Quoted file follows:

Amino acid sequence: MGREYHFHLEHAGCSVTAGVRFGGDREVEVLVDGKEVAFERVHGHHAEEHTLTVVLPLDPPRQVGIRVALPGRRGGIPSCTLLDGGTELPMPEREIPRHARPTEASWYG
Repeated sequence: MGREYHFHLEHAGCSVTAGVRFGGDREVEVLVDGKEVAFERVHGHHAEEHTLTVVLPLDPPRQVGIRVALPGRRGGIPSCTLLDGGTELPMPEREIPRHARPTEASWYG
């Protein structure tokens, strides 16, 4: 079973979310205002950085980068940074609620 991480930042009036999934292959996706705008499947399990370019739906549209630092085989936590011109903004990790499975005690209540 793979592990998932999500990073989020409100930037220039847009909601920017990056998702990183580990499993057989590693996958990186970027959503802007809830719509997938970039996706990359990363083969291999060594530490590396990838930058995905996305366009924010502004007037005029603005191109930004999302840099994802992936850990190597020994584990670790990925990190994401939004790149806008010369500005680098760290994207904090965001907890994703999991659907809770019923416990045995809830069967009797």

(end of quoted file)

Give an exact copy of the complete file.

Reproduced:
Amino acid sequence: MGREYHFHLEHAGCSVTAGVRFGGDREVEVLVDGKEVAFERVHGHHAEEHTLTVVLPLDPPRQVGIRVALPGRRGGIPSCTLLDGGTELPMPEREIPRHARPTEASWYG
Repeated sequence: MGREYHFHLEHAGCSVTAGVRFGGDREVEVLVDGKEVAFERVHGHHAEEHTLTVVLPLDPPRQVGIRVALPGRRGGIPSCTLLDGGTELPMPEREIPRHARPTEASWYG
């Protein structure tokens, strides 16, 4: 079973979310205002950085980068940074609620 991480930042009036999934292959996706705008499947399990370019739906549209630092085989936590011109903004990790499975005690209540 793979592990998932999500990073989020409100930037220039847009909601920017990056998702990183580990499993057989590693996958990186970027959503802007809830719509997938970039996706990359990363083969291999060594530490590396990838930058995905996305366009924010502004007037005029603005191109930004999302840099994802992936850990190597020994584990670790990925990190994401939004790149806008010369500005680098760290994207904090965001907890994703999991659907809770019923416990045995809830069967009797």